“I Didn’t Give Myself an Out.” Louise Erdrich on Writing (Prolifically) as a Single Mother
In Conversation with Brad Listi on Otherppl
Louise Erdrich is the guest. Her new novel, The Sentence, is out now from Harper.
Subscribe and download the episode, wherever you get your podcasts!
From the episode:
Brad Listi: You’re so prolific, and you have had objectively, I would say, the kind of career that just about every person who sets out to write literary fiction would love to have. You’ve written a lot of books, they’ve found an audience, you’ve written a lot of different kinds of books. And yet, your body of work feels like it’s unified. You’ve received awards, recognition. I know that stuff doesn’t matter the most, but it does. It’s the kind of thing people dream about is my point. You’ve lived a big artistic life in the way that I think most writers imagine it. But you’ve also had a big family life. And sometimes I think people sort of divide those two; you can have one or the other. You’ve had both. Which adds questions like, how do you get it all done amid all that you have going on? I’d just love to hear you talk about your work habits, and how you feel you’ve been able to be so prolific.
Louise Erdrich: I don’t have a real work habit. I love to write. I keep notebooks. I feel surprised by this myself, because most of my writing life, I’ve been a single mother as well. So this has been the backdrop of the whole thing. I can just say it’s probably sheer madness and a breakdown of every rule of housekeeping one could imagine. There is really no strict rule about how everything has to go.
But I would say that the two things that are most important for me were deciding that my children came first, my daughters. My door was never closed. They never had to be quiet. They could have any pet they wanted. I didn’t have a lot of discipline because I didn’t have time for discipline. That was maybe a mistake, but everybody survived the lack of discipline and madness. We just had a wild time.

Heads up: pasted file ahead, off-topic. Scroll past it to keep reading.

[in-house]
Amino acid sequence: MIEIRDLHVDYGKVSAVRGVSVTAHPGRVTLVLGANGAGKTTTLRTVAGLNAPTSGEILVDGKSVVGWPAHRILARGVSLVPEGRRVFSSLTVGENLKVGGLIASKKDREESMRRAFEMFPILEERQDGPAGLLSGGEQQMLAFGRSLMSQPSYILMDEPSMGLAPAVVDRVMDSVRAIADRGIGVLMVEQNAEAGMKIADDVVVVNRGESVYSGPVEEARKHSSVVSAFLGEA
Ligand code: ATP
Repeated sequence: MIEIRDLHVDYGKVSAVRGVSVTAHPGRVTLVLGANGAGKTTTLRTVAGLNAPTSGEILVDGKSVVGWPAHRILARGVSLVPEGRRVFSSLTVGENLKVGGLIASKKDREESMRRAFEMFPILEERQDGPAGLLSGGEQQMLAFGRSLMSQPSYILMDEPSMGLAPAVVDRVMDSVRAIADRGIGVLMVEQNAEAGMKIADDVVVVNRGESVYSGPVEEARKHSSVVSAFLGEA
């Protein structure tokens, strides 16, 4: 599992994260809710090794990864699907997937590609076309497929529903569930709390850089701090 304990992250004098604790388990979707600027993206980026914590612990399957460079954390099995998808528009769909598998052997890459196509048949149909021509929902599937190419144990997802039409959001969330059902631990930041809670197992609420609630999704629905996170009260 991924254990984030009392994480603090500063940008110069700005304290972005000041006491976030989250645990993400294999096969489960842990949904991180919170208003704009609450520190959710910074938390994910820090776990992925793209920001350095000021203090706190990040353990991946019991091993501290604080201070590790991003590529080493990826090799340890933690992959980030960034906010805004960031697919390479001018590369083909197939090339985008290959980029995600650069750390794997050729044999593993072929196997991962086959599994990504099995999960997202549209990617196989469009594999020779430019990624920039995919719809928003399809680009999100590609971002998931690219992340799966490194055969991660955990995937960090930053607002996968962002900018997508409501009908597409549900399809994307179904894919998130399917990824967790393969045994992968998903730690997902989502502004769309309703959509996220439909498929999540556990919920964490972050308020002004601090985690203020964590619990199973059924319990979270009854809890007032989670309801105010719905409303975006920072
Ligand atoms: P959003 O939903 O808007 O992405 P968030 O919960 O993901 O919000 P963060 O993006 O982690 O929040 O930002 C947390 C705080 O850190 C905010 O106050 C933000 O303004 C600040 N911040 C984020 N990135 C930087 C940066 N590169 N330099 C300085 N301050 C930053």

My other thing foremost was I would not think about appearances; I would just write. I would not think about whether I had a good idea; I would just write it. I would not think about whether I was capable; I would just put my pen on the page. And if I had an idea at any point and I was tired, I would write it anyway. And that’s one of the hardest things to do for me. You know, you’re doing something else, you’re exhausted. Wake up in the middle of the night. You gotta write. You can’t give yourself an out. I didn’t give myself an out. It was never easy to do, but on the other hand, I really love doing it. It’s not like it’s work, exactly. You just can’t let yourself argue with your writer. You have to listen to the writer at all times. And that’s all I can say.
Louise Erdrich, a member of the Turtle Mountain Band of Chippewa, is the author of many novels as well as volumes of poetry, children’s books, and a memoir of early motherhood. Her novel The Round House won the National Book Award for Fiction. Love Medicine and LaRose received the National Book Critics Circle Award for Fiction. Erdrich lives in Minnesota with her daughters and is the owner of Birchbark Books, a small independent bookstore. Her most recent book, The Night Watchman, won the Pulitzer Prize. A ghost lives in her creaky old house.